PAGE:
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Miranda is one of the main characters in the play The Tempest which is written by Shakespeare. The main thing about this character is that she is the only female character of the play on stage while the other three (Sycorax, Claribel and Miranda’s mother) are just mentioned.

She forms a couple with Ferdinand and just like Ferdinand, she is also an enabling agent of Prospero’s scheme of events.

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Miranda came to this island when she was three years old and her father was exiled by her uncle. It is important to notice that before Ferdinand, she had never seen any other man.

Even though she truly falls in love with Ferdinand while showing all the innocence and beauty prized in a woman, one can question her gender role and how well she has internalized patriarchy that she doesn’t even question when her worth is trialed by Ferdinand around the fact whether she is a virgin or not.

Her compassion and dedication can be weighed against her lack of individuality in terms of thoughts and perceptions.

Prospero tells Miranda about their origin history after twelve years of living. In the play, only when the occasion comes and the ship is wrecked by his magical power, Miranda is told about their reality.

In her first appearance in the play, she also falls asleep under the spell of her father’s magic. She wakes up when her father wants her to, her meeting with Ferdinand is also her father’s design.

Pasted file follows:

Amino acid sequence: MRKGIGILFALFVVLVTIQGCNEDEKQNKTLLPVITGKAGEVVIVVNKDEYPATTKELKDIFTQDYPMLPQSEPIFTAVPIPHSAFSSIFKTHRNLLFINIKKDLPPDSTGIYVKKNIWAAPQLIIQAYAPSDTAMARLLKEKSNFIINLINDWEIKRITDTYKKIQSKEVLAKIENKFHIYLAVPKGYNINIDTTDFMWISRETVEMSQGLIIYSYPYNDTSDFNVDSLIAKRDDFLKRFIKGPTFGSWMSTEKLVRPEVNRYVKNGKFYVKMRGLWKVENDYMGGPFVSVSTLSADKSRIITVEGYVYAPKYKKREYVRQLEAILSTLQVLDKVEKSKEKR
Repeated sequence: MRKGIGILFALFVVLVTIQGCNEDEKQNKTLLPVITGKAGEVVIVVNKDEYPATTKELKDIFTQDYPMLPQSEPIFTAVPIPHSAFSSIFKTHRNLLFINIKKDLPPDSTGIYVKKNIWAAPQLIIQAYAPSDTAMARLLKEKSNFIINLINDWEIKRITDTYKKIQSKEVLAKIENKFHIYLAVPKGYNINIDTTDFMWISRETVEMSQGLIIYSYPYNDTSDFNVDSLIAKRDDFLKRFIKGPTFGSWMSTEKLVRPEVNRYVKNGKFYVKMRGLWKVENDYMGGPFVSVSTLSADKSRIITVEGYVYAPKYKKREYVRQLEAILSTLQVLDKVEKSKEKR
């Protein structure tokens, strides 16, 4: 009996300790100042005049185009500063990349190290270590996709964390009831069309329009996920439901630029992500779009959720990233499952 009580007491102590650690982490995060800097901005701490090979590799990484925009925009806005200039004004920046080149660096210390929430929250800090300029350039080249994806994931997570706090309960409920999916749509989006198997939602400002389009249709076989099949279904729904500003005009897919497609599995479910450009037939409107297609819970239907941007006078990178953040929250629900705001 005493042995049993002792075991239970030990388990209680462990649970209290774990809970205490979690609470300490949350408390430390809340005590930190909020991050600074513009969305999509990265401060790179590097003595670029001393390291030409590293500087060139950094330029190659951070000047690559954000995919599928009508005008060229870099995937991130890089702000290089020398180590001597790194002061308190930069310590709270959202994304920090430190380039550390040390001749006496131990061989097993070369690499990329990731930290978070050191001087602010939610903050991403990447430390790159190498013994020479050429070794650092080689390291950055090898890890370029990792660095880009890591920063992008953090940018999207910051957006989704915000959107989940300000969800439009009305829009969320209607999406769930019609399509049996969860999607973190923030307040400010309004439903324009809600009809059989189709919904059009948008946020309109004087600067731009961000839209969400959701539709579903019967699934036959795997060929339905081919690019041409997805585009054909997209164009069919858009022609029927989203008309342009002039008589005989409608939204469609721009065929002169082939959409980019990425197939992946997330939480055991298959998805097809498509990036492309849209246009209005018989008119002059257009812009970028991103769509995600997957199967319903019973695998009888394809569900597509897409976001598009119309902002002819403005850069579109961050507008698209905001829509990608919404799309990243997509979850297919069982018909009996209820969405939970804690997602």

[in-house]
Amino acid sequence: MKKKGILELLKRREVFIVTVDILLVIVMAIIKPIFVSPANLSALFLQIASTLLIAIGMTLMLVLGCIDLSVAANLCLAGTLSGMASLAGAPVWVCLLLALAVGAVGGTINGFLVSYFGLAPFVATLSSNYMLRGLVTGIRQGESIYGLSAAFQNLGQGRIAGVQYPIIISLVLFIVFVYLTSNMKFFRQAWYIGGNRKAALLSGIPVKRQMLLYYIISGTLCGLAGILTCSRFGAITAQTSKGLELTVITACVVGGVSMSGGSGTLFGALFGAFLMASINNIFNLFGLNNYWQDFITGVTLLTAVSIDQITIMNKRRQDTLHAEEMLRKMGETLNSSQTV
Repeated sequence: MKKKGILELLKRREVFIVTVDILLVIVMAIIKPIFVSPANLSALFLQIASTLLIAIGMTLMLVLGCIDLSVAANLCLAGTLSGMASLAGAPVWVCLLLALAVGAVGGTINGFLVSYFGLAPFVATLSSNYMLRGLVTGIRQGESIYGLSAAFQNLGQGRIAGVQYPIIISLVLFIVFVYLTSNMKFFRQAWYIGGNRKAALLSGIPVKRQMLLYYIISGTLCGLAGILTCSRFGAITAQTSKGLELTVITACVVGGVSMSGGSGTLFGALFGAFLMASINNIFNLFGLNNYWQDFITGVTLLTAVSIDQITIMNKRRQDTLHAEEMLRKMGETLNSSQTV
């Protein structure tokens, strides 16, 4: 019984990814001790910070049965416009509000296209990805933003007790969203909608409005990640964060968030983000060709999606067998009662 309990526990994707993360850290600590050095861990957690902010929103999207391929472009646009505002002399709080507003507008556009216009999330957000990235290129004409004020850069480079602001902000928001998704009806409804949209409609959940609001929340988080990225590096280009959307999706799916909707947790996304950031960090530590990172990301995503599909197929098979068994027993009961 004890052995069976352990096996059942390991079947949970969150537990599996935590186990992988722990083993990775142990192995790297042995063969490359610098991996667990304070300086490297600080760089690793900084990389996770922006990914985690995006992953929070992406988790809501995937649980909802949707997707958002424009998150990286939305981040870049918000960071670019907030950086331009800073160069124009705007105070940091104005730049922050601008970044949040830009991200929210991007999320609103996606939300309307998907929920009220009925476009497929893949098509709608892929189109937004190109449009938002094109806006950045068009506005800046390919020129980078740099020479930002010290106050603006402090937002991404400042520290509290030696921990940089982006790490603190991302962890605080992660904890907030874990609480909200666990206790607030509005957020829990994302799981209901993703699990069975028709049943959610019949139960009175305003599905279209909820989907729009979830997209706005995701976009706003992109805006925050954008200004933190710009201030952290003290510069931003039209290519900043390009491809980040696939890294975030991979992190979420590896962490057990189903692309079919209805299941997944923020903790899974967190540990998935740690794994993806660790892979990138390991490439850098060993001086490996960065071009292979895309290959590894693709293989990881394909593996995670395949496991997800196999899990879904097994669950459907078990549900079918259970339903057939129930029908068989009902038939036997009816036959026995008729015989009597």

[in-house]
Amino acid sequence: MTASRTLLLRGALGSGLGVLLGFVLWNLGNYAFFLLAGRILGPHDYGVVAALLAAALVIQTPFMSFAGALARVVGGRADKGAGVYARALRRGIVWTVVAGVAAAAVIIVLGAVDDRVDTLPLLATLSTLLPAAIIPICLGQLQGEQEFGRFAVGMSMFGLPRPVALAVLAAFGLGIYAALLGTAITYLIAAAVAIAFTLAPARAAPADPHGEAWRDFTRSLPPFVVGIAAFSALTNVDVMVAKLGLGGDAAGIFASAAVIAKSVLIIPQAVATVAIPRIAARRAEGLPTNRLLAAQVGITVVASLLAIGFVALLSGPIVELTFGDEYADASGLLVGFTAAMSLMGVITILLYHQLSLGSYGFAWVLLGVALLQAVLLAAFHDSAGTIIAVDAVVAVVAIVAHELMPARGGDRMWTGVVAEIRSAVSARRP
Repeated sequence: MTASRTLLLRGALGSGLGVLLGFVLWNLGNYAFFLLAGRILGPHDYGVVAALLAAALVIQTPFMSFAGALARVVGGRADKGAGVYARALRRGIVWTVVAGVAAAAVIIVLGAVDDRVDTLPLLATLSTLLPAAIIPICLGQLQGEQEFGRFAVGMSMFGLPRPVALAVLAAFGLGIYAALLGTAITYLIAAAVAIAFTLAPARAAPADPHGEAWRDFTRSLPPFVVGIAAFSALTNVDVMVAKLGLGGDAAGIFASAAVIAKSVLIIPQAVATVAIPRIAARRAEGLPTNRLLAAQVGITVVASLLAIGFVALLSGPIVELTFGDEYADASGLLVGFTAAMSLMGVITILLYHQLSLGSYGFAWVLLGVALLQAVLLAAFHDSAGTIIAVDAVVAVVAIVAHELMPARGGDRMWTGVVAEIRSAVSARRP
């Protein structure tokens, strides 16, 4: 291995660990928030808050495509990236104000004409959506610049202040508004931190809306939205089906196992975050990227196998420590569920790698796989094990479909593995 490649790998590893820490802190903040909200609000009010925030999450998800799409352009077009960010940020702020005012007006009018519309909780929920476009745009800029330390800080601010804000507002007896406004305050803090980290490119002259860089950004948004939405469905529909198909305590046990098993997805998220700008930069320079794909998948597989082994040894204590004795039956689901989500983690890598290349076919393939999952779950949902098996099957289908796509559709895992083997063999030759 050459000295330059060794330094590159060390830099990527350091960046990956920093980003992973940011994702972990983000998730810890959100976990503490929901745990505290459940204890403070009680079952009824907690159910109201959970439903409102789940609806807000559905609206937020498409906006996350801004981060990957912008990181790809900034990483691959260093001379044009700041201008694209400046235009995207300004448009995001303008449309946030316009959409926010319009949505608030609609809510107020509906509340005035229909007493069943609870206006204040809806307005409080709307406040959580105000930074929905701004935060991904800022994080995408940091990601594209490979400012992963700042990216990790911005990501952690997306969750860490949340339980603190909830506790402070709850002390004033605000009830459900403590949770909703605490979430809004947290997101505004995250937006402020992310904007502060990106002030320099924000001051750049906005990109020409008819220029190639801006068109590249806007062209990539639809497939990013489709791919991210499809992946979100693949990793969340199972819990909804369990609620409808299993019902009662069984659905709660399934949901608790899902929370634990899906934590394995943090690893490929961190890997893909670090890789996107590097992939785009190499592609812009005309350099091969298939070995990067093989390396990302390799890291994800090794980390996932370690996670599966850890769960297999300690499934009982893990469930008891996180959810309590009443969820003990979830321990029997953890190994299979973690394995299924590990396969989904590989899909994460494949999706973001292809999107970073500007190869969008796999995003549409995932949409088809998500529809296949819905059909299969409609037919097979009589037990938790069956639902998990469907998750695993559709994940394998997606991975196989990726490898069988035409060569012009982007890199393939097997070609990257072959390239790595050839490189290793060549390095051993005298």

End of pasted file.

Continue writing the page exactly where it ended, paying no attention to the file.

The only part where she expressed her intellectually is when she shouts back at Caliban. Echoing her father’s disappointment in Caliban’s savagery, she says that “Took pains to make thee speak, taught thee each hour one thing or other: when thou didst not, savage, know thine own meaning, but wouldst gabble like a thing most brutish, I endow’d thy purposes with words that made them known. But thy vile race, though thou didst learn, had that in’t which good natures could not abide to be with; therefore wast thou deservedly confined into this rock.

The only time her character is in disagreement with her father is when he is, pretentiously, harsh towards Ferdinand.

Her character is considered to be the pinnacle of female virtue. Ferdinand says that Miranda’s beauty can “quicken what’s dead.” He says that she is “so perfect, so peerless, are created of every creature’s best.

Prosper says that Miranda “will outstrip all praise and make it halt behind her.” But one can notice how subordinated her character is to all those males around. She is innocent but innocent enough to be manipulated at will by her father and not questioning his magical power in this context even once.

Her dedication is so unquestioned that she says to Ferdinand that “I am your wife, if you will marry me; if not, I’ll die your maid.” Her character clearly reveals the sexual attitude of males towards females at that age.